“Job security is gone. The driving force of a career must come from the individual.”
~Dr. Homa Bahrami, Senior Lecturer at Haas School of Business, UC Berkeley, California
Being an “employee” is an antiquated paradigm that we can no longer afford to maintain. With only a 30% national satisfaction rating, the role of “employee” leaves an estimated 70% of the working population “checked out” and even despondent.
Having a perspective of being “employed” is the more accurate depiction of what actually happens in the work world today. We are all “employed” for a time through different organizations and projects.
If we can no longer enjoy the felt security of being an employee, what then can provide us with a sense of stability and coherency that we, as human, seek and need through our work?
I constantly keep coming back to reclaiming the model of a “professional”. Consequently, I believe that transitioning from an “employee” work model to a “professional” working paradigm is key. I can only offer anecdotal evidence supporting the end of the Age of the Employee. In the past 13 months, our economy has lost a total of 3.6 million jobs. The chart below shows a striking contrast to the loss of jobs during the two previous recessions.
“This chart compares the job loss so far in this recession to job losses in the 1990-1991 recession and the 2001 recession – showing how dramatic and unprecedented the job loss over the last 13 months has been. By comparison, we lost a total of 1.6 million jobs in the 1990-1991 recession, before the economy began turning around and jobs began increasing; and we lost a total of 2.7 million jobs in the 2001 recession, before the economy began turning around and jobs began increasing (Source article)“.
Of course, this level of job loss is scary on some levels and has impacted many people around the country and throughout the world. These challenging times have also afforded many people the opportunity to re-think their educational and career paths. This period has also seen an increased emphasis on the importance of developing one’s own personal brand. Developing and cultivating a personal brand requires a level of self-knowledge and exploration, which is oftentimes lost, stifled, or unsupported when trying to conform to an employee role.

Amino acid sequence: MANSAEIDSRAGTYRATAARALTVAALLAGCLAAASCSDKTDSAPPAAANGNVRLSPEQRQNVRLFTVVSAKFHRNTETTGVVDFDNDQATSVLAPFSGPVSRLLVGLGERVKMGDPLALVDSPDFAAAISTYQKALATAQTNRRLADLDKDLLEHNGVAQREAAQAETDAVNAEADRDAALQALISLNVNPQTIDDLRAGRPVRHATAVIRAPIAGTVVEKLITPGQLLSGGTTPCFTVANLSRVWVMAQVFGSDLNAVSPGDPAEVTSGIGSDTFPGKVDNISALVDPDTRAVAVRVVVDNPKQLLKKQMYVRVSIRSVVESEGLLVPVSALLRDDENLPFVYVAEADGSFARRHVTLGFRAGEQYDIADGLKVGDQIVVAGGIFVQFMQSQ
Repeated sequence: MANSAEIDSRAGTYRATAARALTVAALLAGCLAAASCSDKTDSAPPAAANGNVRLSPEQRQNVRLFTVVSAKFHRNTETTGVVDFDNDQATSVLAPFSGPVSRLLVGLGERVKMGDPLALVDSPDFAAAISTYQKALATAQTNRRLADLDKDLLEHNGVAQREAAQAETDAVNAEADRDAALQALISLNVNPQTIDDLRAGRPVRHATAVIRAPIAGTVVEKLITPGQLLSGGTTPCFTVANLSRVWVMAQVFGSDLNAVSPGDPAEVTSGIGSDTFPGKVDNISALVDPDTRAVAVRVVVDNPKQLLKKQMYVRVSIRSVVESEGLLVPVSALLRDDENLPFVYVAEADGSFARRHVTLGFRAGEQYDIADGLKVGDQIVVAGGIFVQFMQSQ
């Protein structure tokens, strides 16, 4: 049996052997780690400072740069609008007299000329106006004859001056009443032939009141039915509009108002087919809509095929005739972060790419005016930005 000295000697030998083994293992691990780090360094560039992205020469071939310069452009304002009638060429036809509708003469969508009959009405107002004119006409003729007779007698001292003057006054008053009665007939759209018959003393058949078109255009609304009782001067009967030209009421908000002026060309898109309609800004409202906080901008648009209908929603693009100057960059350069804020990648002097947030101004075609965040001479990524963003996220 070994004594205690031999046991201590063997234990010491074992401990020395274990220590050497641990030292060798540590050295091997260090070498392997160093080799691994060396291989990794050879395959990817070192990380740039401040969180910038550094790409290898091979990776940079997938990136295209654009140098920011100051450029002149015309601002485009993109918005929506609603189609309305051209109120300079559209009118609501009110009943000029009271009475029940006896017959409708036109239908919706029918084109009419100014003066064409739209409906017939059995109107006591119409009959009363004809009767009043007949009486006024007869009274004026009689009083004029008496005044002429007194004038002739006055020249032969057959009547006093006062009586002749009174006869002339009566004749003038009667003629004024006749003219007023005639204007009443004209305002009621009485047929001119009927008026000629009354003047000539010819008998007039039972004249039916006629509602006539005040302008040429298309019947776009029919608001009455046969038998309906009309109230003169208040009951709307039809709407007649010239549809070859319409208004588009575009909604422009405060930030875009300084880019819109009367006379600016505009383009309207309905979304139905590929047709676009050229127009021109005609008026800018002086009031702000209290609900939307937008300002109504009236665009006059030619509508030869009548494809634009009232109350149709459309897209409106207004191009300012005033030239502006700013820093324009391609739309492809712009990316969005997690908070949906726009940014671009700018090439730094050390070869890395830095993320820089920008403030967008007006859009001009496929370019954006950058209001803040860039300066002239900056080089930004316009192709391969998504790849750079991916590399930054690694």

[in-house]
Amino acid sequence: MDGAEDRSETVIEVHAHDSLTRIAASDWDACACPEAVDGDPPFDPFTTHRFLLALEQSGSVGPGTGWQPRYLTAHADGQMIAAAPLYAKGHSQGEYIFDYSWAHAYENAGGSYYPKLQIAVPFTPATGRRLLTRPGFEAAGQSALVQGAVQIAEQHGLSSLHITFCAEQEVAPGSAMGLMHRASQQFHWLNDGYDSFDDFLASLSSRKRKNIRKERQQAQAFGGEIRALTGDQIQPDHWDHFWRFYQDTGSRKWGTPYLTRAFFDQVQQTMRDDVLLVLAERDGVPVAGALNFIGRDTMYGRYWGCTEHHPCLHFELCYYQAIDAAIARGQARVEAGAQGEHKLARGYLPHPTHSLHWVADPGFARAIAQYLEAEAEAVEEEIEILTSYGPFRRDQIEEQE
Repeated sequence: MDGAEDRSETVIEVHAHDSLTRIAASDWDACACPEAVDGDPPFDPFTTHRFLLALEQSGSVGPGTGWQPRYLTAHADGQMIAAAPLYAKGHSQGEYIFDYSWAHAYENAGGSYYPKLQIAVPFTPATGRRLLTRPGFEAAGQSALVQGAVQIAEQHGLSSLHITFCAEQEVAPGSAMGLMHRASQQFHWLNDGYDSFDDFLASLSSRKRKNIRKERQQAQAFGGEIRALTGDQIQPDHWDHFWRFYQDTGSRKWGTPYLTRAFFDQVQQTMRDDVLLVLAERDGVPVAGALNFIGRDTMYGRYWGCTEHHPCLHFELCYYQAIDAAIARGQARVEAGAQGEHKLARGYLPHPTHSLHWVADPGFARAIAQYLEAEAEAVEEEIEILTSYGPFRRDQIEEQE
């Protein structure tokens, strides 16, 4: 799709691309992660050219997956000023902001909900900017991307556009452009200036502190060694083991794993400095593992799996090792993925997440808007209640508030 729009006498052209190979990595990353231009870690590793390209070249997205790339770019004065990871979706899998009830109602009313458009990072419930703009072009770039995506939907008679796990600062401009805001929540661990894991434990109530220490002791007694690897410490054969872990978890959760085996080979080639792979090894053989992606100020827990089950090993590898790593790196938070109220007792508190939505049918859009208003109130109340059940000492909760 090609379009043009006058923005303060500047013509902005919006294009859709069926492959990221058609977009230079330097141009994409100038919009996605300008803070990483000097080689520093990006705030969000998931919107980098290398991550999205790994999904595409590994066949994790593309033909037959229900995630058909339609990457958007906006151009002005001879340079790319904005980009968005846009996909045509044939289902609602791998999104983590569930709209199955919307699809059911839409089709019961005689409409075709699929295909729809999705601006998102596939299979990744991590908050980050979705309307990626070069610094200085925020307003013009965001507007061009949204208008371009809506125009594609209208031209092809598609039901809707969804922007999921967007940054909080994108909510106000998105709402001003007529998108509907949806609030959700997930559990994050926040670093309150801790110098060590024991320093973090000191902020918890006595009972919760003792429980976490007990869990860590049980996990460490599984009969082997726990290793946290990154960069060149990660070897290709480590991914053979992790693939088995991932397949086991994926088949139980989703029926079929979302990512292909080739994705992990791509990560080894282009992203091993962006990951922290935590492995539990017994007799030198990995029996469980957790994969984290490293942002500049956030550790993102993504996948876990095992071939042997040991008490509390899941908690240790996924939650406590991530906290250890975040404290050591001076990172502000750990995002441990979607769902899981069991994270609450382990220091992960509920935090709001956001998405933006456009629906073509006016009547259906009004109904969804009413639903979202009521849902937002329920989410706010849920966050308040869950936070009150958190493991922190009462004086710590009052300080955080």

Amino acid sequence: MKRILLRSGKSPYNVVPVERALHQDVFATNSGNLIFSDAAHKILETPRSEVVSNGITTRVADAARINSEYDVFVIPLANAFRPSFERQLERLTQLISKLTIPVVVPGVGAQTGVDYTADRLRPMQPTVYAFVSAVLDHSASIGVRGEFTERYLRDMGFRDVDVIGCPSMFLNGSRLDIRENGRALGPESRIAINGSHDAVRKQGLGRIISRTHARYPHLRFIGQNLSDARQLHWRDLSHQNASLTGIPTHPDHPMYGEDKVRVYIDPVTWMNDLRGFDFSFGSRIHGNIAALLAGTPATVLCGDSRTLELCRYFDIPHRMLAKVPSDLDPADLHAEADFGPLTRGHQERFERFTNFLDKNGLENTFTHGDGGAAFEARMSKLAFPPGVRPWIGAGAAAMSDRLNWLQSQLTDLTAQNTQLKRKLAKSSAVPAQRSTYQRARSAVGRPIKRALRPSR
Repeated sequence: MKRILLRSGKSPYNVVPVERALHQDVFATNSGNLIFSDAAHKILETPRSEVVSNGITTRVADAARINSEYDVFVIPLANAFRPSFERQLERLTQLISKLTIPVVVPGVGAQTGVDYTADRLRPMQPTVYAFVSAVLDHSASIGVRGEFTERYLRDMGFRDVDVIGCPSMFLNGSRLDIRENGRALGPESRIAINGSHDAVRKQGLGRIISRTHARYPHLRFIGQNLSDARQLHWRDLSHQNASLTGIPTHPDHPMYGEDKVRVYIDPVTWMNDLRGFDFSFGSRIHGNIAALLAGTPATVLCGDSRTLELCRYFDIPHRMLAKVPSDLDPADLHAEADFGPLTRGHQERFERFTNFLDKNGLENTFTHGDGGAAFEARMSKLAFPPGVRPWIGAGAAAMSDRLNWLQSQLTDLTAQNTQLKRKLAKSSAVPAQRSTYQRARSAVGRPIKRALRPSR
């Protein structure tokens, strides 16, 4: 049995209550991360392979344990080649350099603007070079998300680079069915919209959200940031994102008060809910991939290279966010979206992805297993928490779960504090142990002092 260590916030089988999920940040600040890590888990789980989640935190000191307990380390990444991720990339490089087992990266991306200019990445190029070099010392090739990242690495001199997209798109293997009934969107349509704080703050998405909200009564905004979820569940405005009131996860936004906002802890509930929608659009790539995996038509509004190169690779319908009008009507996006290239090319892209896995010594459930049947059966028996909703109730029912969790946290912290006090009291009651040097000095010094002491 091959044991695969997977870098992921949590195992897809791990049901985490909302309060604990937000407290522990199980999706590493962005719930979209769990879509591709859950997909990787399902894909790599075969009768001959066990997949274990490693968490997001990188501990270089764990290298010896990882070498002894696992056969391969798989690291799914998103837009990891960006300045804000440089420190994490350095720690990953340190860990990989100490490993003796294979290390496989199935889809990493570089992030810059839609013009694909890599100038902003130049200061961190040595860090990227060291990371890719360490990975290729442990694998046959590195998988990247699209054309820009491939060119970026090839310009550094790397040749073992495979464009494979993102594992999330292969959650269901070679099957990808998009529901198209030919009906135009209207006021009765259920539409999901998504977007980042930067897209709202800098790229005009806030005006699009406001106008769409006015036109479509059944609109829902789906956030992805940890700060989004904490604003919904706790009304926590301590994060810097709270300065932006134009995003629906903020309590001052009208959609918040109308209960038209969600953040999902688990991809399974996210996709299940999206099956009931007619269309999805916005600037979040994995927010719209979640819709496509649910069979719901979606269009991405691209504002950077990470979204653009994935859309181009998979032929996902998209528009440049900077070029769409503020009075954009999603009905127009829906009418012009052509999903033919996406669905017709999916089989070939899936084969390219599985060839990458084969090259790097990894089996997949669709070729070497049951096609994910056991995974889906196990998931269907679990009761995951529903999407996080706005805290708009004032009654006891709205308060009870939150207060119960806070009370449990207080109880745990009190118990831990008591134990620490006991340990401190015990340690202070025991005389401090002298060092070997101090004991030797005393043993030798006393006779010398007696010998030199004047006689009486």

I recently read William J. White’s book From Day One: CEO Advice to Launch an Extraordinary Career. White’s book, first published in the mid-2000s, is another resource that I wish I had access to in my younger years. White illuminates an important distinction between the corporate world and the collegiate environment, when he writes about how individuality is prized in college, while homogeneity is strongly valued in the business world.
I experienced an “ah-ha” moment when reading that passage.I have always loved academia, most definitely because of the degree of exploration, diversity, and openness to being who you are. I can now see why others and I made an awkward and uneasy transition into the corporate environment.
Recently, I have been pleased to read articles demonstrating the importance of employers embracing and supporting alignment between corporate and personal brands as detailed in this article. So, personal branding, specifically, through social media sites like LinkedIn, Twitter, and Facebook, is creating a vital avenue for individual expression and recognition.
I love language because the way we choose and use words to narrate our lives changes with the passing of time and reveals new levels of understanding and maturity. I simply esteem the root of the word “professional” more than that of “employee.”
Professional includes at its root the word “profess” meaning “to make open declaration of, as of one’s knowledge, belief, action, etc.; To present to knowledge of, to proclaim one’s self versed in…” While an employee is defined as “a worker who is hired to perform a job.”
I respect the importance of learning how to get gainful employment, which enables financial independence, through crafting resumes, presenting a professional demeanor that appeals to employers, etc. I feel like there has been an enormous emphasis in career advising and development on instructing people about how to get a “job” (i.e., how to become an employee). I want to see a new expanded emphasis on coaching individuals in their “professional” development (i.e., how to express and honor their authentic voice through work).
A few weeks ago, I was speaking with a friend about my ideas related to the importance of being a “professional” and professional development. She related to me that she did not know if she wanted to be a “professional.” She shared that she associates being a professional with images of women and men wearing suits and carrying briefcases.
It is true that the business world has co-opted the word “professional.” However, long before the corporate professional came onto the scene, a “professional” was represented by engineers, lawyers, teachers, counselors, doctors, etc. The marketers of business world have simply done a persuasive job of branding an image of “the professional.” However, I believe that now is a perfect time for the sense of a “professional” to reflect its diversity once again.